“The USDA’s stance on testing employees for marijuana use, regardless of the laws of the state in which they live, is unfortunate,” stated NORML Communications Director Erik Altieri, “Patients will be denied effective medicine and individuals will be denied civil liberties being given to their fellow state citizens. This situation highlights the fact that the existing, inherent conflict between state laws seeking to legalize and regulate cannabis for recreational or medical purposes and federal policy, which classifies the substance as illicit, are ultimately untenable. To resolve this conflict there must be a change in marijuana’s federal classification. Without such a change, we will consistently have a lack of clarity and ongoing conflict between public sentiment, state law, and federal policy.”

You can read the full USDA memo here.

57 thoughts

  1. ~ What we need to do now, is create a film montage for History Channel that shows marijuana users being punished for wanting to smoke weed.
    There’s lots of head-bashing footage of cops and potheads since 1962.
    Why not rub the public’s face in it real good. Let them see the trail of human suffering because of big money’s influence over how we “think”.
    Really put the public’s nose right in it.
    We’re too easy on the prohibitionist. Young people don’t even know or care about who (Hearst, DuPont, Mellon, and the Episcopal Church (A collar by the name of Morton, in 1938).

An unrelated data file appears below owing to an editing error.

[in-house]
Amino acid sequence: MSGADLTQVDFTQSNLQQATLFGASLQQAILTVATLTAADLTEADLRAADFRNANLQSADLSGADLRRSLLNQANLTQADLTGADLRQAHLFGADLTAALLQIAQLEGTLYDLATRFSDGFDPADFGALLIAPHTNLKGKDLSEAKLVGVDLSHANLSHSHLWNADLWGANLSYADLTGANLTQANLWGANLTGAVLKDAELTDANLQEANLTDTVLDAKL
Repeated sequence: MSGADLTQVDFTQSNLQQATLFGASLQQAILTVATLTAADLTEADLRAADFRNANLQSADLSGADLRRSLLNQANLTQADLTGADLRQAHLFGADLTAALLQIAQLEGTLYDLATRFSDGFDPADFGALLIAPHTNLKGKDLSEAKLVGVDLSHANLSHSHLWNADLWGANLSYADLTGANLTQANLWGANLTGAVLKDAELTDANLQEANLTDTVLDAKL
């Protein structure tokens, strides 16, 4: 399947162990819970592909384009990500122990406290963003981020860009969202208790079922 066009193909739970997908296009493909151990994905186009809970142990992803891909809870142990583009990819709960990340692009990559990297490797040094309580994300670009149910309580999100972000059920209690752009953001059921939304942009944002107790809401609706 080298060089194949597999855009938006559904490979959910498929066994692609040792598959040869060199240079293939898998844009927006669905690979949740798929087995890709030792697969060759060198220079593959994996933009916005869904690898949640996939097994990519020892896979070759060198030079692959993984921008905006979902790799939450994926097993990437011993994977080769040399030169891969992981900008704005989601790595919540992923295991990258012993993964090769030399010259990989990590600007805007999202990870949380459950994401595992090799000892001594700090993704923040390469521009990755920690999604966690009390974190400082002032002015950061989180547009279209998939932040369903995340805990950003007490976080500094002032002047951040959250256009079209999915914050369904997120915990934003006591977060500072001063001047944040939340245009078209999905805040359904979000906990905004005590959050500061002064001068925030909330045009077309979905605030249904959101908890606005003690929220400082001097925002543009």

Everything they claimed about marijuana was based on bullshit. Put the public’s face in a big pie of it. Over and over, and over and over…. running a loop, more times on TV that Cox Cable commercials air.
    The ONLY WAY to wake the public UP is by making them smell something BAD.

  2. I believe William Randolph Hearst’s body should be exhumed and sat on a stage, where lines of passerby’s can take turns screaming at his black socket skull and tell him what a lying sack he was, and that his conspirators were NO HONORED AMERICANS, but only your basic LYING TRAITORS.

  3. Can’t do Julian, the nutballs would say hotboxing Congress would be equal to the deployment of a weapon of mass destruction.

    They would say it is a terrorist act of mass poisoning. By a nontoxic substance.

  4. 1. The “USDA’s stance on testing employees for marijuana use, regardless of the laws of the state in which they live” is bureaucrats obeying rules laid down by other bureaucrats which is what you have been tricked into paying bureaucrats to do.